Southern California becomes the first U.S. state to pass law requiring electrification of water heaters and boilers

Climate and environmental activists on Friday applauded the passage of a new rule by a Southern California regulator. Supporters say the order will dramatically reduce emissions from more than a million water heaters and boilers by mandating a wholesale switch from gas-powered to electric appliances.

The South Coast Air Quality Management District (SCAQMD) has adopted amended Rule 1146.2, which requires smaller space heaters and boilers in newly constructed buildings to meet zero-emission limits starting in 2026. Existing buildings have until 2033 to comply. The new rule follows another nation-first action by the SCAQMD adopted last year requiring zero-emission standards for commercial furnaces.

“We're trying to figure out how to transform the industry and drive the right kinds of investments … that prioritize low- and zero-emission technologies,” said Evan Gillespie, a partner at Los Angeles-based Industrious Labs, which co-sponsored the bill with climate and environmental justice group Earthjustice.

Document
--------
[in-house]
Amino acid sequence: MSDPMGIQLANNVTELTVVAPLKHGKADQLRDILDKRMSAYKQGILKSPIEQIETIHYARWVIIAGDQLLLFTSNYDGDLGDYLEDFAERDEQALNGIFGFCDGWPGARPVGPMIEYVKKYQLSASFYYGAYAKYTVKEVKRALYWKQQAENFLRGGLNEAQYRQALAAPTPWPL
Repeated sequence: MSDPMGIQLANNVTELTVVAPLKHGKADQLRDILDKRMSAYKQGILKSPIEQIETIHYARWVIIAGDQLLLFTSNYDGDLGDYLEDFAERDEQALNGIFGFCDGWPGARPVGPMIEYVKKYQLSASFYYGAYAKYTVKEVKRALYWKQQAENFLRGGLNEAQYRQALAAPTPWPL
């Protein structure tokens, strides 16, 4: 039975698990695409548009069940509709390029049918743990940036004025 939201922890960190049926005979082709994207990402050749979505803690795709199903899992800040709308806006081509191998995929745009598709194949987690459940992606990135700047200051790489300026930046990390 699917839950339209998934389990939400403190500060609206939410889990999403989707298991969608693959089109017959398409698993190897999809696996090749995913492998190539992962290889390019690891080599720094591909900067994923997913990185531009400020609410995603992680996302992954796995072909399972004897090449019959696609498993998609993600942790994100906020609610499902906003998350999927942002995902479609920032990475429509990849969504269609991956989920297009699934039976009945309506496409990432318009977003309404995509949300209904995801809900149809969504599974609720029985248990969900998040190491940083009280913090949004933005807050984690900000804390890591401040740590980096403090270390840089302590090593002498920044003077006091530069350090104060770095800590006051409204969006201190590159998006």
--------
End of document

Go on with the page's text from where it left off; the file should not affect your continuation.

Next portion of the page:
According to Earthjustice:

The South Coast Air Basin, which includes Orange, Los Angeles, Riverside and San Bernardino counties, has some of the worst air quality in the country. To bring the region's dangerously polluted air into compliance with state and federal laws, the air district is tasked with reducing harmful emissions from all major pollution sources. Although less visible than emissions-belching pollution sources like refineries and trucks, fossil fuel-fired boilers and water heaters are a significant source of smog-forming nitrogen oxides (NOx) and deadly particulate matter (PM 2.5) in the region.

“When it comes to our industrial sector, we don’t have to boil the planet to boil water,” said Adrian Martinez, deputy lead attorney for Earthjustice’s Right To Zero campaign.. “With this critical rule, Southern California will replace over one million gasoline-powered devices with zero-emission technology.”

“This is an important step forward in our region’s fight to clean the air for over 17 million people and invest in zero-emission solutions,” Martinez added.If Southern California can step up and do this, the rest of the nation can, too.”

Anna Harden

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